Don't complicate preventing heart disease and boosting heart health. Combine exercise and healthy eating to naturally keep your ticker tocking steady.
Almost 27 million people in the United States have heart disease, and it kills about 600,000 people each year. Over 700,000 heart attacks occur during that same time. Heart disease, also known as cardiovascular disease, is considered the leading cause of death in the U.S., costing us roughly $110 billion every year. It can be broken into about a dozen different types, but it all comes down to the same vital organ failing to function correctly. Deaths from this terrible disease have declined since 1950 as society moved away from smoking and medicine has improved, but there are still too many people suffering and dying as their hearts give out.
Fortunately, there’s much you can do to minimize your risks and help prevent this disease before it starts, though you should always consult a health care professional before changing your diet, starting exercise routines, eliminating any prescriptions, or adding new supplements. Some natural supplements can interact with prescriptions in dangerous ways, so it’s important to be well-informed, smart, and safe as you work to improve your health.
Fresh greens, vegetables, and fruits don’t make it into our modern diet as often as they should. These are loaded with antioxidants, minerals, vitamins, fiber, and beneficial phytonutrients we’re just beginning to understand. Many of these protect the heart, lower blood pressure, lower cholesterol, and strengthen the heart.
Avoid Refined Sugar
Refined sugars are squeezed into many of our modern, processed foods, even the ones that aren’t that sweet. We simply get way too many of our calories from refined sugars and processed carbohydrates that lack the benefits of natural foods. Then we toss those foods back with super-sugary soft drinks. These sugars are hard on the liver, kidneys, arteries, and everywhere in-between. They contribute to obesity, sedentary lifestyles, and high cholesterol and triglyceride levels. Sugar spikes also raise heart rate, raise blood pressure, and interfere with blood vessel function. All of this is hard on our hearts.
Smoking increases cancer and heart disease risks incredibly.
Watch Your Weight
Being underweight or overweight both put a strain on your body and your heart. Don’t overeat, but don’t starve yourself either, and be careful with diets that call for eliminating a macronutrient completely. Your body needs some carbohydrates and fats to function correctly.
Activity and exercise reduce blood pressure, lower cholesterol, and reduce both inflammation and oxidation damage to the heart, arteries, and other organs. It strengthens the heart so it can pump more efficiently and not work as hard all the time. Start with what you are able to do and build from there. Even half an hour of walking will do your heart plenty of good.
Stress is a natural consequence of living, and the body is well prepared to deal with it in short bursts. However, it’s ill equipped to handle that same stress long term. Hormones and neurotransmitters are quickly depleted, and many vital body functions are limited, including digestion, while inflammation increases. Work on reducing stress any way you can. Exercise, breathing techniques, acupressure, massage, meditation, or tai chi can all help.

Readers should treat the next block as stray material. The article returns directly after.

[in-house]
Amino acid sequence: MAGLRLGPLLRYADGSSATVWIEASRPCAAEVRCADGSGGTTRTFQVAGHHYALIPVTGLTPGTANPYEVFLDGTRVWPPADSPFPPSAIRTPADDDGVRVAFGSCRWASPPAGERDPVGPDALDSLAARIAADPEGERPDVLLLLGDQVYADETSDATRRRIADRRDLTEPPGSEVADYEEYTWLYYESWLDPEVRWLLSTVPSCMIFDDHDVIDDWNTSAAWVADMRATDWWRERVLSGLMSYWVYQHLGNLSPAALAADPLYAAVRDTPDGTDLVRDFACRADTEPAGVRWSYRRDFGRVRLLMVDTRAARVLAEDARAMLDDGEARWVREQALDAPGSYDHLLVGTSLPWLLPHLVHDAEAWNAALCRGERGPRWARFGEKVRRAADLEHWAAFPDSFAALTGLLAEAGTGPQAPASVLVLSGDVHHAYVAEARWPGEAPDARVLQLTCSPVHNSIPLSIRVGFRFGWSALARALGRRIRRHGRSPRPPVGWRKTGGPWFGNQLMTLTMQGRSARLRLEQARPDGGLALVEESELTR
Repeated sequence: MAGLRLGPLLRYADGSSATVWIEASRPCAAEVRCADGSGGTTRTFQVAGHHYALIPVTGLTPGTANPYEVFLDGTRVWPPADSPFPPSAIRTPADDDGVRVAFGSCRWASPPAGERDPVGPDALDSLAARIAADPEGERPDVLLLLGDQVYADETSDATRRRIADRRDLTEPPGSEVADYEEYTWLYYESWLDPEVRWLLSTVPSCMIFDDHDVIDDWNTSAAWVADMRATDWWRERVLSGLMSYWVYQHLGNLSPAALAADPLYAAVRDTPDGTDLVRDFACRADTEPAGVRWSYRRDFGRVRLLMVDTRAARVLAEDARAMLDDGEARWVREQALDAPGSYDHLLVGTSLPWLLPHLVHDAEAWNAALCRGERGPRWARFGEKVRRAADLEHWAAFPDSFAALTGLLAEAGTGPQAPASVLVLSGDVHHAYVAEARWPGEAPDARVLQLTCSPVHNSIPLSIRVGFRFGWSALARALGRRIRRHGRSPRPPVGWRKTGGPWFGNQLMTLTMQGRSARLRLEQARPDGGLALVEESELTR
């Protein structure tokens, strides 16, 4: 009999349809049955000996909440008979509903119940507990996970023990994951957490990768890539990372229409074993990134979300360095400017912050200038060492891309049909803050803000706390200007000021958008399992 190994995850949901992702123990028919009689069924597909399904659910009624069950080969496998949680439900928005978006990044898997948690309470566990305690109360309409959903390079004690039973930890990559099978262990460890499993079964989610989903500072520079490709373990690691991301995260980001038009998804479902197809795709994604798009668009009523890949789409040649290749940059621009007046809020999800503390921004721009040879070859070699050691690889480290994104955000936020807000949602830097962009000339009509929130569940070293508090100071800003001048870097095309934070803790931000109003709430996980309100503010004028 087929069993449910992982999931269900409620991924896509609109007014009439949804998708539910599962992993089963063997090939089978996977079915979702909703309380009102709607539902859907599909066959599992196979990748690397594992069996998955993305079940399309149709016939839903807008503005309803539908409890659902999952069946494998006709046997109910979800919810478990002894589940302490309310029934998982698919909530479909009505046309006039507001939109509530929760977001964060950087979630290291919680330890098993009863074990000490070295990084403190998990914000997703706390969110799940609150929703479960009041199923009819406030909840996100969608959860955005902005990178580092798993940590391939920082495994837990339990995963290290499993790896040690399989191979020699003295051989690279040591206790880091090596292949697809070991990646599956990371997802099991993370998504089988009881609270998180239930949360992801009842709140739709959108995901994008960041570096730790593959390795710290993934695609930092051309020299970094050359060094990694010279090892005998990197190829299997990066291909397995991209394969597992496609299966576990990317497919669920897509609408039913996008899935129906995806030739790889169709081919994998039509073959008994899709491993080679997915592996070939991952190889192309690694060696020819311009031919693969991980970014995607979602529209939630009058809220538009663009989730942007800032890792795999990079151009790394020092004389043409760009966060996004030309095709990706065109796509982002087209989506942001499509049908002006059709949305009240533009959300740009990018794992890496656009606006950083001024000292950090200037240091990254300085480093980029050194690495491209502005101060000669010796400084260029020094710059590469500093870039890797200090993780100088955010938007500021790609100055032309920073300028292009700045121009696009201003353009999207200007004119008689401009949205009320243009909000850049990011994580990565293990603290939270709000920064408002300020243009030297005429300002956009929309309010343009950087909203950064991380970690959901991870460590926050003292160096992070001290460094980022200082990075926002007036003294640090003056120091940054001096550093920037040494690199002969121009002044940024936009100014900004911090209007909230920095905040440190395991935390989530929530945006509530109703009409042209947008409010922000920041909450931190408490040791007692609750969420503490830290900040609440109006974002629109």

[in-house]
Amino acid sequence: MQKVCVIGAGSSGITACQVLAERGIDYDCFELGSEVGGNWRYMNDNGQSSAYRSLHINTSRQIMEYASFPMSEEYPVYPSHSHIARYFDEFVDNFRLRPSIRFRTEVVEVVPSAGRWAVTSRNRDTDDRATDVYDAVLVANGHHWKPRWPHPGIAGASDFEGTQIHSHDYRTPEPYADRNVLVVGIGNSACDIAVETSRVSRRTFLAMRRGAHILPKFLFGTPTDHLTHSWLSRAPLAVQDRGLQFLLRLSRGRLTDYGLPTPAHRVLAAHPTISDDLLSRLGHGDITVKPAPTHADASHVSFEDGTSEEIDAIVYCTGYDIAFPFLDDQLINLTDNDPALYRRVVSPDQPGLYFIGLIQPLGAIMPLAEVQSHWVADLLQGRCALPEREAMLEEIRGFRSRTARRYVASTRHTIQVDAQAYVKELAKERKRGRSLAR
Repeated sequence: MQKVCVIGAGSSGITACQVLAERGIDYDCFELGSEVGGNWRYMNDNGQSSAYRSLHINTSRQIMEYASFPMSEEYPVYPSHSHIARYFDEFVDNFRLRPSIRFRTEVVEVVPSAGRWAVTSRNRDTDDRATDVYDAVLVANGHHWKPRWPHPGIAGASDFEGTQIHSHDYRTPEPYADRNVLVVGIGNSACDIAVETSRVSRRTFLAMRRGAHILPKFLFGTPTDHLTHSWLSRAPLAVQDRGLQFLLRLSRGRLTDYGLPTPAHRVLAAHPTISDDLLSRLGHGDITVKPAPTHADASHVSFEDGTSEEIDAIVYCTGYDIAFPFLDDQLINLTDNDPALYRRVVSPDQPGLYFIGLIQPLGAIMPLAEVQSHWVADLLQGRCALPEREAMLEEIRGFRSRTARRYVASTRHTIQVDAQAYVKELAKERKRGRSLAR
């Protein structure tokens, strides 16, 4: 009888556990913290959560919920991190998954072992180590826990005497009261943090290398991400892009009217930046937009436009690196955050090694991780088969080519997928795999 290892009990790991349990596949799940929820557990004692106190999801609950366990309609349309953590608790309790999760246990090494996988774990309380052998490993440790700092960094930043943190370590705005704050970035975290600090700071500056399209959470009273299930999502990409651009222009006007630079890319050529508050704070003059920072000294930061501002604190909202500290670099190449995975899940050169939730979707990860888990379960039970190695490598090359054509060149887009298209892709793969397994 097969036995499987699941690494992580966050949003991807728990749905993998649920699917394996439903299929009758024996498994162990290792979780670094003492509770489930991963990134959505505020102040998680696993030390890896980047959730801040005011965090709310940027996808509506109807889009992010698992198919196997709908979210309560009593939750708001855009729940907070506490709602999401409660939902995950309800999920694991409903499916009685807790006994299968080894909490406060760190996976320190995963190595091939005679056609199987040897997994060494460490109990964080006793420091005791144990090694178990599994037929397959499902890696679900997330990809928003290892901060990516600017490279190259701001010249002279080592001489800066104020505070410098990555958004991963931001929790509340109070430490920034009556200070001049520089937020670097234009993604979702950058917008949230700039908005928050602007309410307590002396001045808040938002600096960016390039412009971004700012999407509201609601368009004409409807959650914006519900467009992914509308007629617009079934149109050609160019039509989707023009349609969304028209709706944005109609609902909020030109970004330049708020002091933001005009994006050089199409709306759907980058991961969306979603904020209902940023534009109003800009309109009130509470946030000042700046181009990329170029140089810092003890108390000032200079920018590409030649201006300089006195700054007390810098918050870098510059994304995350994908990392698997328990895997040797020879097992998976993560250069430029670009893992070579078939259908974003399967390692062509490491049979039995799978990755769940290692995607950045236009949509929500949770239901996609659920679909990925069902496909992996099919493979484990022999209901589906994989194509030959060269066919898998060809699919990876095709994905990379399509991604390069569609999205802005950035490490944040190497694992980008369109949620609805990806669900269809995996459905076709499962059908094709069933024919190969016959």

Massage can help reduce stress, but it also improves blood flow for better circulation and toxin removal. Massage releases beneficial neurotransmitters too, so you feel better fast.
Garlic, onions, leeks, and shallots are all friendly to the heart. They lower cholesterol, improve proper blood clotting, lower blood pressure, and help control blood sugar too.
CoQ10 acts as an antioxidant, improves cellular energy, and controls proper blood clotting. It gives the heart muscles a boost of energy to keep it pumping well.
Hawthorn lowers blood pressure, increases circulation, and may also strengthen the heart.
This B vitamin supports healthy heart, nerve, and muscle function. It is also involved in energy production. Several other B vitamins have been linked to heart health, like folate, niacin, B6, and B12, but these should come from food sources as much as possible and not from synthetics. Most synthetic B vitamins are derived from coal tar and harsh chemicals like ammonia and acetone.
Omega 3 (and Healthy Fats)
Omega 3 reduces inflammation and lowers cholesterol. It has been linked to healthy hearts in numerous studies. Try microalgae sources which are lower on the food chain, purer, stronger, and more bioavailable than fish or krill oils. Coconut oil, olive oil, nuts, seeds, and avocados are also a good place to get healthy fats the body needs. Avoid the more processed oils, even the vegetable ones.
Magnesium is used throughout the body in thousands of ways, and deficiency has been linked to heart disease. Low levels contribute to high blood pressure, arterial plaque, higher cholesterol levels, hardening of arteries, and calcification of tissues. Dark leafy greens, seeds, nuts, bananas, and dark chocolate are good sources.
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Claims on this site have not been evaluated by the FDA. Information on this site is not intended to diagnose, treat, cure, or prevent any disease. We encourage you to do your own research.. Seek the advice of a medical professional before making any changes to your lifestyle or diet.
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